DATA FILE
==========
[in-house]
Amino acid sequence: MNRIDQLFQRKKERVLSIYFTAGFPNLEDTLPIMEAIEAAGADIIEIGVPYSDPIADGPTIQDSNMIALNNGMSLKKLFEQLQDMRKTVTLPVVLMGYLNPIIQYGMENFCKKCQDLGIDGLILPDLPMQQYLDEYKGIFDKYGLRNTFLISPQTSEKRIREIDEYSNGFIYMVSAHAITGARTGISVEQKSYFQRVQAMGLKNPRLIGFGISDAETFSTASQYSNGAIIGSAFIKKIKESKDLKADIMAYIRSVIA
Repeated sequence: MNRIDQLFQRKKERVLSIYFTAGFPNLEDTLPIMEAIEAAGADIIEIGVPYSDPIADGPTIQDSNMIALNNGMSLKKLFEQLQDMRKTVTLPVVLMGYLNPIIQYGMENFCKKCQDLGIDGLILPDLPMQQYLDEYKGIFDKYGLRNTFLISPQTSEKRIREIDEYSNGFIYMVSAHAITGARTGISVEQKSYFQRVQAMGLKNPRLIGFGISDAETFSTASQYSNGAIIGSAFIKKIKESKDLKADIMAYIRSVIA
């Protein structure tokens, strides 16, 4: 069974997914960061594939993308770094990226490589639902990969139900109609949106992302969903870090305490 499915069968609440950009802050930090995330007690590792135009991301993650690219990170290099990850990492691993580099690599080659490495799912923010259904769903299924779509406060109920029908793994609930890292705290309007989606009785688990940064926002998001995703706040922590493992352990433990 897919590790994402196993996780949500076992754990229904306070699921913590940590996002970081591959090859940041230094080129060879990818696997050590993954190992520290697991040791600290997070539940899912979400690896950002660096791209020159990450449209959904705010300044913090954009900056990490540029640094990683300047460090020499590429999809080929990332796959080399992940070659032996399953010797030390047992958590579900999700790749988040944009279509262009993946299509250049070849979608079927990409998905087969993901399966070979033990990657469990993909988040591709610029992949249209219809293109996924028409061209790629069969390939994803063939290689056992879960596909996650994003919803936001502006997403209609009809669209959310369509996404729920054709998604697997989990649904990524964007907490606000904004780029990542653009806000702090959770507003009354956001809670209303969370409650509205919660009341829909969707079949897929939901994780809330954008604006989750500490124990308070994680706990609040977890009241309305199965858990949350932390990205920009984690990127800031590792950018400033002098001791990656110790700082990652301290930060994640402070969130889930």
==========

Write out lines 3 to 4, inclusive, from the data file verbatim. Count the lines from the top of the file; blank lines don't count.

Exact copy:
Repeated sequence: MNRIDQLFQRKKERVLSIYFTAGFPNLEDTLPIMEAIEAAGADIIEIGVPYSDPIADGPTIQDSNMIALNNGMSLKKLFEQLQDMRKTVTLPVVLMGYLNPIIQYGMENFCKKCQDLGIDGLILPDLPMQQYLDEYKGIFDKYGLRNTFLISPQTSEKRIREIDEYSNGFIYMVSAHAITGARTGISVEQKSYFQRVQAMGLKNPRLIGFGISDAETFSTASQYSNGAIIGSAFIKKIKESKDLKADIMAYIRSVIA
């Protein structure tokens, strides 16, 4: 069974997914960061594939993308770094990226490589639902990969139900109609949106992302969903870090305490 499915069968609440950009802050930090995330007690590792135009991301993650690219990170290099990850990492691993580099690599080659490495799912923010259904769903299924779509406060109920029908793994609930890292705290309007989606009785688990940064926002998001995703706040922590493992352990433990 897919590790994402196993996780949500076992754990229904306070699921913590940590996002970081591959090859940041230094080129060879990818696997050590993954190992520290697991040791600290997070539940899912979400690896950002660096791209020159990450449209959904705010300044913090954009900056990490540029640094990683300047460090020499590429999809080929990332796959080399992940070659032996399953010797030390047992958590579900999700790749988040944009279509262009993946299509250049070849979608079927990409998905087969993901399966070979033990990657469990993909988040591709610029992949249209219809293109996924028409061209790629069969390939994803063939290689056992879960596909996650994003919803936001502006997403209609009809669209959310369509996404729920054709998604697997989990649904990524964007907490606000904004780029990542653009806000702090959770507003009354956001809670209303969370409650509205919660009341829909969707079949897929939901994780809330954008604006989750500490124990308070994680706990609040977890009241309305199965858990949350932390990205920009984690990127800031590792950018400033002098001791990656110790700082990652301290930060994640402070969130889930």